lilikoi's avatar

No I see no positive effects from the human perspective or life as we know it today.

“Oil is a natural byproduct that occurs after heat and pressure have been applied to organic materials over a long period of time. As such, it’s occurrence in the environment isn’t unprecented, even before man got around to drilling it up and burning it.”

It is true that oil occurs naturally. However, it does not get pumped up out of the ground and into oceans and on to land surfaces by natural means. That stuff is buried deep in the Earth where birds and fish do not live and it cannot contaminate our land and water based ecosystems.

“I ask because volcanic eruptions are mighty and terrible events much like the oil spill underway in the Gulf of Mexico right now. They spew ash and noxious gases for thousands of miles. And yet, the grounds around volcanoes are often extremely fertile. In that way, the volcano’s eruption ultimately leads to a positive effect, albeit at the price of gruesome short-term damage.”

I don’t really agree with the analogy. Volcanoes to me are a completely different beast. Volcanic eruptions do occur naturally whereas oil spills are man-induced.

I don’t know a whole lot about volcanology, but at least at the one where I live, the grounds are not fertile around it. Wherever the lava flows, everything in its path dies, and the ground is covered in layers of very hard rock (very expensive to drill through). Eventually this turns into fertile land, but that’s not until the volcano is inactive.

“So, since one could make the case that volcanoes are good for the Earth, I was wondering if the same would be true for petroleum? Are there any flora or fauna that might be positively impacted, even if it’s years from now?”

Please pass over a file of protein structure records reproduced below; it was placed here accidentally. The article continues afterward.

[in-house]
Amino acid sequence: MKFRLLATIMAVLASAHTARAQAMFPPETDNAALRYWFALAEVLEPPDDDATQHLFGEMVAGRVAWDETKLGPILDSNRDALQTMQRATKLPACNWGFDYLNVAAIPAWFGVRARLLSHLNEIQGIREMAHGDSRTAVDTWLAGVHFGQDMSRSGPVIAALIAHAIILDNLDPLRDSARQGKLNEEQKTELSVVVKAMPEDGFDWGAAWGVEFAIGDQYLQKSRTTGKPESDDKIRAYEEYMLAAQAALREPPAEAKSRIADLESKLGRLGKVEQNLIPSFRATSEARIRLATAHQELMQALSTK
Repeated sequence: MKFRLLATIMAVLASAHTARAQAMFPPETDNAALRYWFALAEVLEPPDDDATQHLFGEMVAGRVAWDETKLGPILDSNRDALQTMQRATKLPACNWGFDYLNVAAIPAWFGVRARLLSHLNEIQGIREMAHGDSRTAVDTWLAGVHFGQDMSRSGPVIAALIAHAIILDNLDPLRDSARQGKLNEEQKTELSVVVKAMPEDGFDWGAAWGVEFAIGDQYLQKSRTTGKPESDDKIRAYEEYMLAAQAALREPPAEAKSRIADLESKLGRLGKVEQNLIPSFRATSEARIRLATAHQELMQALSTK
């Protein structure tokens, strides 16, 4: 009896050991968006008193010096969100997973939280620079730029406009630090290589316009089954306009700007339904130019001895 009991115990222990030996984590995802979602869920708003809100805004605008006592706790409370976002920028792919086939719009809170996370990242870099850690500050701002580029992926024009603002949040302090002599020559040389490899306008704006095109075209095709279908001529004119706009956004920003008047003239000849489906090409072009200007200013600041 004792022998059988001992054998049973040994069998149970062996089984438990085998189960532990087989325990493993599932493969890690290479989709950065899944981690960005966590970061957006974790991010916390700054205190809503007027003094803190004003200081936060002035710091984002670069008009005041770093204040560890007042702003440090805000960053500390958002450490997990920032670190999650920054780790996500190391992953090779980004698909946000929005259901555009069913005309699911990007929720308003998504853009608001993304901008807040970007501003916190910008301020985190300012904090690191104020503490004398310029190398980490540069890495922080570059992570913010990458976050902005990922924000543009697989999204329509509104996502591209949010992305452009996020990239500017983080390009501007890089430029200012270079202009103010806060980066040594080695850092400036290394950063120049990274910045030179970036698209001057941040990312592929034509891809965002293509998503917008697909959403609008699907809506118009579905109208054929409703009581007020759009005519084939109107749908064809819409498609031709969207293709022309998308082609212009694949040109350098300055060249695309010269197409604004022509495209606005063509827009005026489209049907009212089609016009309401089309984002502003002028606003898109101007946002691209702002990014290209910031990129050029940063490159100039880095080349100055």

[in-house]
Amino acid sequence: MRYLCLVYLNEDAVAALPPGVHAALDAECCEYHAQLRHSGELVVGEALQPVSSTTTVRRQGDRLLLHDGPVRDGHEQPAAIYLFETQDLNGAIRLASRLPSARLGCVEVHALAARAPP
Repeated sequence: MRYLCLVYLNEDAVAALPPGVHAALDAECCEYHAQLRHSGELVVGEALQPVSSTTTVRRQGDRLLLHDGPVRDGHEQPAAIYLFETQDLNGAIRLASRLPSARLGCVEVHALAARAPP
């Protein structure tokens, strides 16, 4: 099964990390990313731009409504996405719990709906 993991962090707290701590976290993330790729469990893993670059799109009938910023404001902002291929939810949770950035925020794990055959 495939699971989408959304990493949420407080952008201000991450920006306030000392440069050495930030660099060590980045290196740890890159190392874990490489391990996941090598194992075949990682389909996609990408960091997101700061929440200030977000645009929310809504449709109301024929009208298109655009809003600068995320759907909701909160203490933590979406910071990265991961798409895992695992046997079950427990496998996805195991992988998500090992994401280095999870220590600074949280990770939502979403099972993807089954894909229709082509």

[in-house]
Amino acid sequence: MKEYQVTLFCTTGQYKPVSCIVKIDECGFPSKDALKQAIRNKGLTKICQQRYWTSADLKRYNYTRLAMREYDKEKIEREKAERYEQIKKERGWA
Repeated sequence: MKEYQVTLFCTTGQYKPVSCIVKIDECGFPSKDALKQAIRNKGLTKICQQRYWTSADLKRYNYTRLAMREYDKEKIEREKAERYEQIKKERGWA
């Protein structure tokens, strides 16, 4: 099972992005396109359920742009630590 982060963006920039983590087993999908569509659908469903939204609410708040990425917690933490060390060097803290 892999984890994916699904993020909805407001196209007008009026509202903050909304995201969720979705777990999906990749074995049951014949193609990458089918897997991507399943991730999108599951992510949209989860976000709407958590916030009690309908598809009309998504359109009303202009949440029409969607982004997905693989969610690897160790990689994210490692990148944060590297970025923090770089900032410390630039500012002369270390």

It doesn’t really matter if volcanoes are good for the Earth or not because they exist and we cannot control them. If there were too many volcanoes erupting, perhaps everything would die and oceans would cease to exist (hypothetically speaking). Immediately, oil spills are absolutely NOT good for the Earth. Perhaps if we kept spilling oil over a long period of time some sort of life form would see a niche and thrive at the expense of a LOT of other species, including ourselves. I guess this would be a positive thing if you happen to be that niche specie. It would be a very negative thing for you and I.

Qingu's avatar

Less oil for humans to burn = less greenhouse gases.

That’s about all I got.

Bagardbilla's avatar

There may be species dying out in mass quantaties as we speak… However, some within those species may be adopting /evolving (by activating latent genes) to cope with huge quantaties of hydro-carbons in the enviroment. This process does take a long time though, so we may not see the affects of it in human time.

LostInParadise's avatar

As far as I know there are no natural decomposers of oil. We seem to be the only species that can make use of it. It seems a bit odd, since oil is such a concentrated source of energy.

mattbrowne's avatar

The evolution of oil-resistant sea creatures?

CMaz's avatar

Oil-eating bacteria.

But, is that a natural occurrence or man made?

mattbrowne's avatar

The original oil-eating bacteria are natural. Now there’s a huge potential for them to evolve. Maybe turn into sea monsters eating away the metal supporting other oil platforms. Be fertile and multiply.